In addition to the jazz funeral, there were classes on everything from embalming to marketing, from green cemeteries to business management. I did not include pictures of those, because the fantastic dancers from the funeral are better looking and more interesting to readers of this blog.
My son is old enough to read this blog now so I will point out that the horses did unload a pile of manure inside the convention center but funeral directors are good detail people so precautions had been taken due to the likeliness of such an event. (In other words, Little Man: there was a special carpet and a guy with a shovel who took care of the problem.)
Per request of one of the most faithful followers of Auspicious Jots, I am including some very nice urns here. Each one is handmade. The artist is a crafty and inventive woman who determined that we all aren't wooden box and ginger jar people. If my faithful reader posts a comment, I can provide the link to this gal's website to help you procure one. Prices ranged from $600-$1,000. Beauty ain't cheap but I like the symbolism of that bird one.
You know I won't lie to you. Not every minute of the convention was spent in classes, going to funerals, in cemeteries, or checking out the latest in funeral stuff. I did a lot of that. But much of a convention entails networking. In the funeral business that seems to involve a bar and good food, no matter where the convention is. With this one being in NOLA, there were just a LOT more choices for the food and beverages. Let's just say that we made the most of what the city had to offer and utilized its fine public transportation system on a daily basis.
As one of my new funeral friends likes to query, "Do you undertake what I'm saying?"
I will be posting a couple of the quirkier finds from the exhibit hall in a separate post. You know you can't help but check it out.

Honky Tonk Queen

There are times when life is just flippin' perfect. My day with Whitey Morgan and the 78's was even better than flippin' perfect.

They came to my town because I begged them to. They liked the Southern food my homies and I whipped up for them. (Homemade fried chicken, hush puppies, cheese grits, the world's best green bean casserole, biscuits made with LARD, olive spread, brownies, bean salad, and deviled eggs all washed down with beer and some jello shooters.) They were kind enough to hang out with me and mine when they could have been napping. We got to know each other and then they rocked the house. It was great.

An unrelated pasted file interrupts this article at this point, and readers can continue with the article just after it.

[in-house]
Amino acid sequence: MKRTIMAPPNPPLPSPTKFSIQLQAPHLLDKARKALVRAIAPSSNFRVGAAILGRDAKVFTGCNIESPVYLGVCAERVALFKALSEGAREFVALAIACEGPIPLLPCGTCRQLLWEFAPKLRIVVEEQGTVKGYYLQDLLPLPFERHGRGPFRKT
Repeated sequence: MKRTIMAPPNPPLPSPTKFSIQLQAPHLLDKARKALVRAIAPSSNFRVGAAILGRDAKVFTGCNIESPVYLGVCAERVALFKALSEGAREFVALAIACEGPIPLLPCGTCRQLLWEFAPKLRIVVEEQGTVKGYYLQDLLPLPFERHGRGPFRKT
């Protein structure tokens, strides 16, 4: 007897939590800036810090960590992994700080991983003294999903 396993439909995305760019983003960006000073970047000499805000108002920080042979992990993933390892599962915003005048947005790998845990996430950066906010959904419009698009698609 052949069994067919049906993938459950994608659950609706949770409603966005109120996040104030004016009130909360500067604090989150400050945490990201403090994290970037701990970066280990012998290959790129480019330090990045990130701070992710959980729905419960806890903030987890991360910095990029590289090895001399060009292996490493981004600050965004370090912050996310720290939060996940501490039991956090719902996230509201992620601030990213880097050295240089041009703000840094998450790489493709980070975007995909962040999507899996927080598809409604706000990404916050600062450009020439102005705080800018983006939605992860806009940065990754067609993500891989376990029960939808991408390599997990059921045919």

Their new CD is very different from their first one and I love them both, much in the same way that I love the 78's and the Chiggers who opened for them. It was great to have local honky tonk buds hanging with national honky tonkers. I would happily follow both bands all over the country if it weren't for that whole raising kids, family business, not a dime in my pocket thing I've been workin' here lately.

A quick review of the pics that don't speak for themselves: *Dancing with Chiggers frontman Wes who dances as well as he sings and that is a major compliment on both parts. Not pictured is me dancing with Mrs. Chigger who can cut a rug on her own with her fine self.
*Up next is Whitey himself who is surprisingly tall. You watch the YouTubes and you don't pick up on that. Reason being, the rest of them are pretty tall, as well. Some would argue that it is the boots, but as a later shot shows: we were all wearing boots.
*I am snuggling with friend of almost 15 years and Chiggers pedal steel player, Tim. He helped sweeten the deal to get the 78's to play by offering the Chiggers as an opening band. It was a great match and both bands liked each other immensely. That is the victory grin that Tim and I are sharing.
*The orange shot is of the bassist of the 78's, Jeremy. He was the one I talked into this insane adventure. As a buddy of mine who has passed his 70th year said that night, "That man is a darn fine bassist." I agree. He is just a fine person who has translated that into some fine musical talent.
The night was a dream come true and I will be smiling about it for years to come. There is a track on the new CD called "Honky Tonk Queen". Please see that it is played in my honor when I pass on to the great dance floor in the sky.